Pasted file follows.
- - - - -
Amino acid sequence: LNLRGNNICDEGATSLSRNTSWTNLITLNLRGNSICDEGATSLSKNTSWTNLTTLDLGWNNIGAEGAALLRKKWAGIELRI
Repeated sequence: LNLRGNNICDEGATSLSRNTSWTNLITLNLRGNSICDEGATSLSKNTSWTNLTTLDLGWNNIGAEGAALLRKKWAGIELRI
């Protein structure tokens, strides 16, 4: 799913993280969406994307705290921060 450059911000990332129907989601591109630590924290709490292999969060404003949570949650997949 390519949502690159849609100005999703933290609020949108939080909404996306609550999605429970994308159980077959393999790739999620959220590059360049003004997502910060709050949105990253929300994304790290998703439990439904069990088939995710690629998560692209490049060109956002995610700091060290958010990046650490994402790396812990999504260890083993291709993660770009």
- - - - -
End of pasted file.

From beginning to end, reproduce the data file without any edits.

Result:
Amino acid sequence: LNLRGNNICDEGATSLSRNTSWTNLITLNLRGNSICDEGATSLSKNTSWTNLTTLDLGWNNIGAEGAALLRKKWAGIELRI
Repeated sequence: LNLRGNNICDEGATSLSRNTSWTNLITLNLRGNSICDEGATSLSKNTSWTNLTTLDLGWNNIGAEGAALLRKKWAGIELRI
């Protein structure tokens, strides 16, 4: 799913993280969406994307705290921060 450059911000990332129907989601591109630590924290709490292999969060404003949570949650997949 390519949502690159849609100005999703933290609020949108939080909404996306609550999605429970994308159980077959393999790739999620959220590059360049003004997502910060709050949105990253929300994304790290998703439990439904069990088939995710690629998560692209490049060109956002995610700091060290958010990046650490994402790396812990999504260890083993291709993660770009």